Tag Archives: D.L. King

Book Review: The Sweetest Kiss II

Continuing from yesterday’s review of The Sweetest Kiss, published by Cleis Press.

Ciara Finn’s “Advantage”  is set in a club where people go to be morsels for vampires and is not book_imagethat different a story from aspects of Buffy and Angel. It also has a few awkward descriptions, such as being bound with handcuffs but the character strains against ropes. The play of masochism on the human’s part and the cold, alieness of vampires comes across very well although this is not as erotic as the other stories.

Maxim Jakubowski writes a raw and sensual tale that manages not to be explicit. “The Communion of Blood and Semen”  is well crafted, and delves into the feelings and the fall into a desire too strong to resist. Of all the stories, this is one of the rougher ones in a physical sense (yet there is more violence in some of the other stories). It brings out a subtle balance of a relationship and is a true tale, as opposed to just a scene, of human/vampire lust. I found it staying in my mind a long time.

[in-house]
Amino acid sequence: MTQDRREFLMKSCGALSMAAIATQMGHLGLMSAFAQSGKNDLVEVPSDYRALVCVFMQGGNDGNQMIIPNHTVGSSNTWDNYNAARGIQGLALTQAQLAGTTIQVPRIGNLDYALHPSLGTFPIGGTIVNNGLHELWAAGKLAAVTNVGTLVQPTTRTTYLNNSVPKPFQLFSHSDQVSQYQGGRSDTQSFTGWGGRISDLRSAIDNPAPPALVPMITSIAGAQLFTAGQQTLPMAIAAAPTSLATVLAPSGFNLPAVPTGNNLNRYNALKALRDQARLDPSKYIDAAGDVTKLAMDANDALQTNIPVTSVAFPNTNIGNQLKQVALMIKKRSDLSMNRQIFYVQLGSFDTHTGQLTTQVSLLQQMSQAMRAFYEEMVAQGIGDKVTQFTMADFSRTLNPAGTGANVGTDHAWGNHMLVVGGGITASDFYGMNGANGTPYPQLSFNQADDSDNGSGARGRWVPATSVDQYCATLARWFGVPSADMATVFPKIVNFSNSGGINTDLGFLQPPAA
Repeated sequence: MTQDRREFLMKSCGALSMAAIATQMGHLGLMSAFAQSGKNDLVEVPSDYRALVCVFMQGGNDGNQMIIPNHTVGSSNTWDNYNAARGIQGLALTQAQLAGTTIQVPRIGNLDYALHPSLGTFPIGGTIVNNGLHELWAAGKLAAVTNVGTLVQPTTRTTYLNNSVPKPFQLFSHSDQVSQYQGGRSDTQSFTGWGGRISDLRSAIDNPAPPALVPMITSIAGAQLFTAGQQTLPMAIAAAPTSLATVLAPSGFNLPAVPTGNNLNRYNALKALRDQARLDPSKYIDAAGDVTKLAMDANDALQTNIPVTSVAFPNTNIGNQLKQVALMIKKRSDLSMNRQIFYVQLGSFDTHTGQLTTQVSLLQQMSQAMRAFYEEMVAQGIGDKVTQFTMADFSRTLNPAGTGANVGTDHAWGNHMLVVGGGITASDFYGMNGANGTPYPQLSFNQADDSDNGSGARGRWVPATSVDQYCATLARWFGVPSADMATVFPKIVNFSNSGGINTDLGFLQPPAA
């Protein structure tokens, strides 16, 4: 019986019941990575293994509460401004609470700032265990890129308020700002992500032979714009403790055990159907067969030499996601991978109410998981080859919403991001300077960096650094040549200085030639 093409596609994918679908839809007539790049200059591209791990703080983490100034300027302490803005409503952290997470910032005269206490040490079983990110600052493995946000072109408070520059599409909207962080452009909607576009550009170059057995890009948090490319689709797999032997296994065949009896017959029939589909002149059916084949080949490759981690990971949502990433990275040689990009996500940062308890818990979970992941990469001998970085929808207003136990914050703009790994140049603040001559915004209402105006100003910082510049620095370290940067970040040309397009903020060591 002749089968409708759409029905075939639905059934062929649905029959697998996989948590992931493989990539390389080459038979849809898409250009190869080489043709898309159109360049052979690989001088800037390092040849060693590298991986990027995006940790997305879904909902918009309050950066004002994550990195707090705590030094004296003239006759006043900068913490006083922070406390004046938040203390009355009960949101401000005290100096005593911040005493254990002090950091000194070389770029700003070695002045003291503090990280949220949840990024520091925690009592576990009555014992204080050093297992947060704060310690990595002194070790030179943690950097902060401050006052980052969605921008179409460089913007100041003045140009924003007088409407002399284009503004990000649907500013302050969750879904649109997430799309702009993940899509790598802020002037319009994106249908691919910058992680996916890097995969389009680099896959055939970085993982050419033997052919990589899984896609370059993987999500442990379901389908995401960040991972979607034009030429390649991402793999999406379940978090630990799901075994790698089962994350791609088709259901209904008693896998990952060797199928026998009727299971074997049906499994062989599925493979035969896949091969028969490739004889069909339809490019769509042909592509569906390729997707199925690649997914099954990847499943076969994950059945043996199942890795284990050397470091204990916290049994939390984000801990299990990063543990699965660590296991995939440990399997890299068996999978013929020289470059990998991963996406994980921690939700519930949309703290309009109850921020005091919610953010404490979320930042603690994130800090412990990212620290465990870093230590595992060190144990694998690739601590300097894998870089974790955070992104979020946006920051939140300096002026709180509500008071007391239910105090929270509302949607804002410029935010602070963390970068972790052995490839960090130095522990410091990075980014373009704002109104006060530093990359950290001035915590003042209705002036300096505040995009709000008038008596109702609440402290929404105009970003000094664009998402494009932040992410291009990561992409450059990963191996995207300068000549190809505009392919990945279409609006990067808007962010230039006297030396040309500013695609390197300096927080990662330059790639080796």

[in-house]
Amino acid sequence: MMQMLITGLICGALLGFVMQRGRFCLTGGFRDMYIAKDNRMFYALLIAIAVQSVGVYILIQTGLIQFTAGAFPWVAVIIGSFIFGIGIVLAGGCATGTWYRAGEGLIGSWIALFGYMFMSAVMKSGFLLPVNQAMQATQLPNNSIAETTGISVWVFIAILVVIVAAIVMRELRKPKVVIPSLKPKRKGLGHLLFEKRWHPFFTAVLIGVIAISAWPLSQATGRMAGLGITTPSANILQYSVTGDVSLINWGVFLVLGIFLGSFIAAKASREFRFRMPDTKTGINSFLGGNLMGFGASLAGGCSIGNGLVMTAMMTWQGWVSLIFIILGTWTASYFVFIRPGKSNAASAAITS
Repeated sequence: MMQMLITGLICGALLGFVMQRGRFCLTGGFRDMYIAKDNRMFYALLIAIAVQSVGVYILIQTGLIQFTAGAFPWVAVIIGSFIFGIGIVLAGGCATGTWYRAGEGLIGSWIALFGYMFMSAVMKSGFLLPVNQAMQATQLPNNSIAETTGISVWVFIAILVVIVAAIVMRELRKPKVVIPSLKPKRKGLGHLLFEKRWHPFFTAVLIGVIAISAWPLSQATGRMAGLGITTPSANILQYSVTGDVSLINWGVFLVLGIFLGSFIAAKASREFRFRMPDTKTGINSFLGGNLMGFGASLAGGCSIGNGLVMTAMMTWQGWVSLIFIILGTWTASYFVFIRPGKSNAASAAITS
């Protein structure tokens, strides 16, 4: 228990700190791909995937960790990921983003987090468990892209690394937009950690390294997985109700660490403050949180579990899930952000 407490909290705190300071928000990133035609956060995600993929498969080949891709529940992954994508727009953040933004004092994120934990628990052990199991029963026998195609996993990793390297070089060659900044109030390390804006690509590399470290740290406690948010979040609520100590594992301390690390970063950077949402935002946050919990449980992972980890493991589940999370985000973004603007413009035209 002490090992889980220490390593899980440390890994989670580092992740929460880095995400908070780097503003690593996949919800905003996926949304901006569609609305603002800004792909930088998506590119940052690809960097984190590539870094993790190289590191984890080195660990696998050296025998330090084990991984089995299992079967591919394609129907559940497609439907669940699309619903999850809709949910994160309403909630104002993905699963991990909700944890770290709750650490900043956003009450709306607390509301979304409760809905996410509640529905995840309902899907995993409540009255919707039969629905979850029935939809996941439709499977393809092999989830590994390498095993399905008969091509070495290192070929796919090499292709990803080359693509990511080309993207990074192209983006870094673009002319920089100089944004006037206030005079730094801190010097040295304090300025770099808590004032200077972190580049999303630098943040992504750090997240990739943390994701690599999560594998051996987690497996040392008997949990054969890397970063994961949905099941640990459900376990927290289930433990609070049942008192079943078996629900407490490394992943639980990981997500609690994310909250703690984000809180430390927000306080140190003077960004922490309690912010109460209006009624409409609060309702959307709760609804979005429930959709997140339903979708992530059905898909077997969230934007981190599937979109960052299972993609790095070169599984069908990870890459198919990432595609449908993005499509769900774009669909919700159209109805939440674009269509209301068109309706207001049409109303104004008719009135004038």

“Nightlife” is more a scene than a true tale. Madeleine Oh writes well but her story of a vampire fellating a dwarf man with a giant cock (who is Toulouse Lautrec) does little to arouse and is too short to be intriguing in the outcome. It’s a bit cliché and I was wishing that perhaps Toulouse’s paintings were influenced or his penchant to attend brothels increased after this encounter.

Evan Mora’s “Takeout or Delivery” is about James a vampire who adapts to the new world, leaving vampires in capes behind. It is two tales; the first part is about his beginnings with Lilith, two creatures of lust finding each other. The second half is how he uses Lavalife to get women, drink them, wipe their memories and do it again, especially with submissives. He is still a creature of lust and loves the modern world. Although witty, I didn’t find the tale particularly new.

“Devouring Heart” is the only lesbian tale in the book and Andrea Dale presents a heartbreaking tale of love and how far a lover will go to keep a partner. There is a good use of metaphor between the title and the relationship and this is one of the few tales that ends sadly, yet I have a tender place for this as one of my favorites for evoking that aching sense of love and love lost.